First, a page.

But the most disturbing thing is that the habitually absent student eventually drops out of my class no
matter what the reason or reasons are. And the thing is, it also happens to all my co-teachers.As much
as possible, we do our best to prevent such incidence from occurring. But there are things that are
beyond our control and we can only do so much.We can only hope that these students come back the
next year, change their ways and realize that whatever hindrances in their studies they encounter, we,
their teachers, are behind them.

Frequency of Responses
Very Often
Always (5) Sometimes (3) Rarely (2) Never (1)
(4)
A. Physical Factor
1. Our house is far from
0 0 1 0 59
the school.
2. It is unsafe to go to
0 0 1 0 59
school.
3. Nobody accompanies
me in going to school 0 0 0 0 60
since it is far.
B. Health
1. I have a toothache. 0 2 8 4 46
2. My stomach hurts. 0 0 10 4 46
3. I have a headache 0 1 14 9 36
4. I'm down with fever/flu. 0 5 22 25 8
5. I have other diseases
0 1 9 15 35
like diarrhea, etc.
C.Personal Attitude
1. I am not interested in
0 0 0 0 60
my studies.
2. I feel lazy. 0 0 5 6 49
3. My friends influence
me to be absent from my 0 0 2 1 57
classes.
4. I can't concentrate in
0 0 9 9 42
my studies.
5. I didn't wake up early. 0 5 16 8 31
6. I did not study/make
0 2 5 7 46
my assignments the
Very Often
Always (5) Sometimes (3) Rarely (2) Never (1)
(4)
night before.
7. I got fond of playing
0 1 5 0 54
computer games.
D. Teacher-Related
Factors
1. My teacher scolded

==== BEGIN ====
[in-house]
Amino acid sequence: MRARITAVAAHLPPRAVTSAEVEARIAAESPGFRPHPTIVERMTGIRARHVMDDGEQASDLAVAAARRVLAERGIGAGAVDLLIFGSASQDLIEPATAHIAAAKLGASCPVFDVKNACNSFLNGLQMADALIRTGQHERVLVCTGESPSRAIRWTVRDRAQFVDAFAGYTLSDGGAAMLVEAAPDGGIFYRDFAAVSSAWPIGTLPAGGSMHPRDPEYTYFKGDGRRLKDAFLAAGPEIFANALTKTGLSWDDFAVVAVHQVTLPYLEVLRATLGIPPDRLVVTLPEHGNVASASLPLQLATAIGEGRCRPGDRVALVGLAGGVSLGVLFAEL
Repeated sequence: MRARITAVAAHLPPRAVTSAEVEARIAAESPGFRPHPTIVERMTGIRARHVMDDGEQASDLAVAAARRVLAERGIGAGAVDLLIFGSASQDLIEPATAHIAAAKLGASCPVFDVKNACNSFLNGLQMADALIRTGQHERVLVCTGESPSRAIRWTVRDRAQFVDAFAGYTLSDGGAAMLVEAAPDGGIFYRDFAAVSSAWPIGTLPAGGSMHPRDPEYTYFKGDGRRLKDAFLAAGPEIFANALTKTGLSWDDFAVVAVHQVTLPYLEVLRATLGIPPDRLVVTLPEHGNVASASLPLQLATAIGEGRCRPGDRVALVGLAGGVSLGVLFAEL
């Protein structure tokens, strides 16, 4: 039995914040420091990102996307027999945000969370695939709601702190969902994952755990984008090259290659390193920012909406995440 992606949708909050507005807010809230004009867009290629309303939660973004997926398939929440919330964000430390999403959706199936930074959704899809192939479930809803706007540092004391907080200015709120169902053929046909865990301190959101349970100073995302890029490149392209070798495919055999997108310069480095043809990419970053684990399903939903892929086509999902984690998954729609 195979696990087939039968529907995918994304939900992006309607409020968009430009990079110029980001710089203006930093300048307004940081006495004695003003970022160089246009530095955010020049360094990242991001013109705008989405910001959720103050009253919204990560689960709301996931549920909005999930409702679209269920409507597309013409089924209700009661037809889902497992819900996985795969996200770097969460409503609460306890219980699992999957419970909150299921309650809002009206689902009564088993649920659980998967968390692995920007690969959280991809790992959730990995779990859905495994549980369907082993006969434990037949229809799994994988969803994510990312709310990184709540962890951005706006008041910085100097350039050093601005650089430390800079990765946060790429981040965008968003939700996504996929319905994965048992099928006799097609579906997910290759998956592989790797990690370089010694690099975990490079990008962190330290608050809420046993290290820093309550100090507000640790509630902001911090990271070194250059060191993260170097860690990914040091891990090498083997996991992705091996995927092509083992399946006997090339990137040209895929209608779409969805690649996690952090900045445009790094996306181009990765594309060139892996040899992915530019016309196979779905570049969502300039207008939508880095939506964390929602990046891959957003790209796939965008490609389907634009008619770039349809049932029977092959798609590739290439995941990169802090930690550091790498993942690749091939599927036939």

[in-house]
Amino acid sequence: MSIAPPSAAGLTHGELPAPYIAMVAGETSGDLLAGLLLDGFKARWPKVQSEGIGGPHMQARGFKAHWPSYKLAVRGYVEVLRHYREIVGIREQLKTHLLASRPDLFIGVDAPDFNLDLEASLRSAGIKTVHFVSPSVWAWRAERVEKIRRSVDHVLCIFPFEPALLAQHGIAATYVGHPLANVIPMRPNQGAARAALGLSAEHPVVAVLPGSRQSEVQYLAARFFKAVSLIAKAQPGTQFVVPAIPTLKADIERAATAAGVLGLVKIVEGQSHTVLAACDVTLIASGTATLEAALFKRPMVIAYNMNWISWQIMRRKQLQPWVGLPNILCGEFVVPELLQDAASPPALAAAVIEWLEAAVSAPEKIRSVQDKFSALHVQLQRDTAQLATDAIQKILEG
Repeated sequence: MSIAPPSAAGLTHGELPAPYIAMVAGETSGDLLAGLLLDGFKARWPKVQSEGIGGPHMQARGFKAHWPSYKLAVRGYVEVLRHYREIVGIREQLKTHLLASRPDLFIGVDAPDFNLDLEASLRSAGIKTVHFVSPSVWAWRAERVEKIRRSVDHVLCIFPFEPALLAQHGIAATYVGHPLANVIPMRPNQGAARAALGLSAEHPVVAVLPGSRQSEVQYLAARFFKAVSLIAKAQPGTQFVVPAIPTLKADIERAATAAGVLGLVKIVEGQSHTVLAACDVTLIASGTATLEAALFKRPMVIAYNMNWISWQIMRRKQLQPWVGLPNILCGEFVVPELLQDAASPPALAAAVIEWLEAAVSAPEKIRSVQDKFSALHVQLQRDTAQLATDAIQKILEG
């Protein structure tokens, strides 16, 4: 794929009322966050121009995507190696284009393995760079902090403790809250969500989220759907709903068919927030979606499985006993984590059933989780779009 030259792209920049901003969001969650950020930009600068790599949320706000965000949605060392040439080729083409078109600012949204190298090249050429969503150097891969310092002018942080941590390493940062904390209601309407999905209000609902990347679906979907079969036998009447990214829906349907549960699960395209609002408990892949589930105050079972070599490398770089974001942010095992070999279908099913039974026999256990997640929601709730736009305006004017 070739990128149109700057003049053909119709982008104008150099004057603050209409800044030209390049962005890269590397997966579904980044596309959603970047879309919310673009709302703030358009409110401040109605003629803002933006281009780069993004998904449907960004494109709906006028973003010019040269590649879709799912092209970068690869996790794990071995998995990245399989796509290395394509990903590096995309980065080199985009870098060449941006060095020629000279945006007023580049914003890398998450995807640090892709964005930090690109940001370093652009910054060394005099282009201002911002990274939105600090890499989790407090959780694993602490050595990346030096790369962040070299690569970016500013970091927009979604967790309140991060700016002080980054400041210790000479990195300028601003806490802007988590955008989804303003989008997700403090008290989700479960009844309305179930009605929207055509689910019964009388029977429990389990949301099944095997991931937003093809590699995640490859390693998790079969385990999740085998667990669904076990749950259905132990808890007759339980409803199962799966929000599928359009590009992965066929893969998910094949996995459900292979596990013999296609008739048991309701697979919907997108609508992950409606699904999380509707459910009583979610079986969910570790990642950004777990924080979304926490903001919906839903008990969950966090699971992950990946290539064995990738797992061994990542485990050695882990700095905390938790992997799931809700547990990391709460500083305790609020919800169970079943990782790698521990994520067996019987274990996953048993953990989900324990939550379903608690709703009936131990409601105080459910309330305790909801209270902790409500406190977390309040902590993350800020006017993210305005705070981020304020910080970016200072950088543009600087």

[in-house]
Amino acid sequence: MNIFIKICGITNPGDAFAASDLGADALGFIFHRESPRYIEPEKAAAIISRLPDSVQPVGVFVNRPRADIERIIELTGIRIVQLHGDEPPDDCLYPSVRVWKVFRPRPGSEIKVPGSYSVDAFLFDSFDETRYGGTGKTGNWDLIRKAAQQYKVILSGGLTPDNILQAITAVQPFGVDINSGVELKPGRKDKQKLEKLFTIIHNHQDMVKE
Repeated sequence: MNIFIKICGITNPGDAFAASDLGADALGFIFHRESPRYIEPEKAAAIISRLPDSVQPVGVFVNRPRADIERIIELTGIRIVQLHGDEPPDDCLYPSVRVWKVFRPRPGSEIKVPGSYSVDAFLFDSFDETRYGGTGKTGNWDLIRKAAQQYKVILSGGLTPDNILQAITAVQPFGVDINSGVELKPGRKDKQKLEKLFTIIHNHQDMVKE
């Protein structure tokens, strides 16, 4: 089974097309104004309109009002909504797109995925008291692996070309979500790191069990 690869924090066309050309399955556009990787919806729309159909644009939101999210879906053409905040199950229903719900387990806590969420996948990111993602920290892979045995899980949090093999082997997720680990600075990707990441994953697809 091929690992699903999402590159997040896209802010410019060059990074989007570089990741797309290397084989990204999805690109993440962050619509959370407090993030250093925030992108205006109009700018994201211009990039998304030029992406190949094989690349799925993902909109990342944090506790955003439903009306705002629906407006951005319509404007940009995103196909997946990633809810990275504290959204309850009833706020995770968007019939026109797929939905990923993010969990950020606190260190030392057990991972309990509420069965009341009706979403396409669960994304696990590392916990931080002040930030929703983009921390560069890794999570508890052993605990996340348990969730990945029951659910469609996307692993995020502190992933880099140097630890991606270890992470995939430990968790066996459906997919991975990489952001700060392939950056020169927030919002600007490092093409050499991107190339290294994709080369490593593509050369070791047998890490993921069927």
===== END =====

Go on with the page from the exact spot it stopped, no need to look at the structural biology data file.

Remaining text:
0 1 6 7 46
me.
2. I can't understand my
0 0 7 5 48
teacher's lessons.
3. I don't like my teacher. 0 0 0 0 60
E. Classroom
atmosphere
1.Our classroom is hot
0 0 4 1 55
and uncomfortable.
2. It's noisy inside our
4 5 6 3 42
classroom.
3. A
classmate/classmates 0 1 8 4 47
bully me.
4. I have no friends in
0 0 0 0 60
our class.
F. Home-Related
Factors
1. My parents ask me to
0 0 10 11 39
be absent from class.
2. My parents quarreled. 0 0 2 1 57
3. My parents don't care
0 0 1 1 58
about my studies.
4. I'm too pre-occupied
1 3 5 5 47
with household chores.
5. I have no money to
0 1 8 4 47
buy snacks in school.
6. We have no food/I did
0 0 7 4 59
not eat.
http://lorenmurcia.hubpages.com/hub/action-research-on-student-absenteeism
Interventions to Combat the Many Facets of
Absenteeism
Jill Friedman Cole University of West Georgia
GSCA Journal 2011

Retrieved from http://files.eric.ed.gov/fulltext/EJ963130.pdf


Abstract

This paper operationalizes the definition of action research (AR) and the importance of conducting such
studies to improve the lives of students and professionals. This paper provides an overview of literature
regarding variables related to truancy and absenteeism. The paper discusses the importance of students
being present and engaged, negative implications associated with poor attendance and dropping out of
school, and reviews the effectiveness of Check & Connect and other multimodal approaches used to
increase attendance. Evidence presented in the paper supports the usefulness of having a check-in and
reward system for students with frequent absences reduces truancy. Lastly, the paper presents study
results and implications.

Keywords:

absenteeism, truancy and school counselors, school refusal interventions Mills (2011) defines action
research (AR) as a systematic inquiry conducted by the principal investigator (PI) to gather information
regarding their environment. AR is a great tool to examine programs already in place and evaluate new
approaches being implemented.

One goal of AR is to enhance the lives of students; however, it can also improve the lives of
professionals. The purpose of this action research is to give insight on ways to improve student
attendance. The need to keep students in school and off the streets is imperative. Studies have
suggested that individuals who drop out of school tend to have a higher rate of incarceration and other
difficulties financially (Baker, Sigmon, & Nugent, 2001; Dube & Orpinas, 2009; Lehr, Sinclair, &
Christenson, 2004); hence, finding ways to keep students in school is vitally important to students and